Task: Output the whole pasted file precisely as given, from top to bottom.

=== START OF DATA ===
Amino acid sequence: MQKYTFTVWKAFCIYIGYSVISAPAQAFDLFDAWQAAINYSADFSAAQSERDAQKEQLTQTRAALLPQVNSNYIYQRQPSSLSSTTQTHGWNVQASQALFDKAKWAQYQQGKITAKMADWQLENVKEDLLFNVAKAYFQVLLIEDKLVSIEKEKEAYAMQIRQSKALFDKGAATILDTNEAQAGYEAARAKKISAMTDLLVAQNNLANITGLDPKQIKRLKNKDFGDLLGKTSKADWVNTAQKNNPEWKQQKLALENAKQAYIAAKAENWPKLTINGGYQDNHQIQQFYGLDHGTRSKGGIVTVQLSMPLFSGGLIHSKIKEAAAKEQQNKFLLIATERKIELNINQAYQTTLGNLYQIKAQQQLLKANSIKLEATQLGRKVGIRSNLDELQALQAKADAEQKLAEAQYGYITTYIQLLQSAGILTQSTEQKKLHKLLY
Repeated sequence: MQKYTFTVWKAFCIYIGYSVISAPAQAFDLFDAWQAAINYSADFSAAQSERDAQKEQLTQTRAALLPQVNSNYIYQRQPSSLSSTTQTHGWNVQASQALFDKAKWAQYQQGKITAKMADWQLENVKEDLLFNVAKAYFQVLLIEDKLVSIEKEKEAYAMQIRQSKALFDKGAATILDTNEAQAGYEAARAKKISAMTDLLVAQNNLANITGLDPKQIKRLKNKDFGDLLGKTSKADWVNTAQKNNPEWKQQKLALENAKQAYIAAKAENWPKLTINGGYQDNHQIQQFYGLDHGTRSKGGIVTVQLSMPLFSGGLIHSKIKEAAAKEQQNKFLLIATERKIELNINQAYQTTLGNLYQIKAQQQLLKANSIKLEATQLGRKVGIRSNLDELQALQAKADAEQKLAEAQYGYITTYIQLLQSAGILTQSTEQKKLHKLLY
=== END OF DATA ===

Amino acid sequence: MQKYTFTVWKAFCIYIGYSVISAPAQAFDLFDAWQAAINYSADFSAAQSERDAQKEQLTQTRAALLPQVNSNYIYQRQPSSLSSTTQTHGWNVQASQALFDKAKWAQYQQGKITAKMADWQLENVKEDLLFNVAKAYFQVLLIEDKLVSIEKEKEAYAMQIRQSKALFDKGAATILDTNEAQAGYEAARAKKISAMTDLLVAQNNLANITGLDPKQIKRLKNKDFGDLLGKTSKADWVNTAQKNNPEWKQQKLALENAKQAYIAAKAENWPKLTINGGYQDNHQIQQFYGLDHGTRSKGGIVTVQLSMPLFSGGLIHSKIKEAAAKEQQNKFLLIATERKIELNINQAYQTTLGNLYQIKAQQQLLKANSIKLEATQLGRKVGIRSNLDELQALQAKADAEQKLAEAQYGYITTYIQLLQSAGILTQSTEQKKLHKLLY
Repeated sequence: MQKYTFTVWKAFCIYIGYSVISAPAQAFDLFDAWQAAINYSADFSAAQSERDAQKEQLTQTRAALLPQVNSNYIYQRQPSSLSSTTQTHGWNVQASQALFDKAKWAQYQQGKITAKMADWQLENVKEDLLFNVAKAYFQVLLIEDKLVSIEKEKEAYAMQIRQSKALFDKGAATILDTNEAQAGYEAARAKKISAMTDLLVAQNNLANITGLDPKQIKRLKNKDFGDLLGKTSKADWVNTAQKNNPEWKQQKLALENAKQAYIAAKAENWPKLTINGGYQDNHQIQQFYGLDHGTRSKGGIVTVQLSMPLFSGGLIHSKIKEAAAKEQQNKFLLIATERKIELNINQAYQTTLGNLYQIKAQQQLLKANSIKLEATQLGRKVGIRSNLDELQALQAKADAEQKLAEAQYGYITTYIQLLQSAGILTQSTEQKKLHKLLY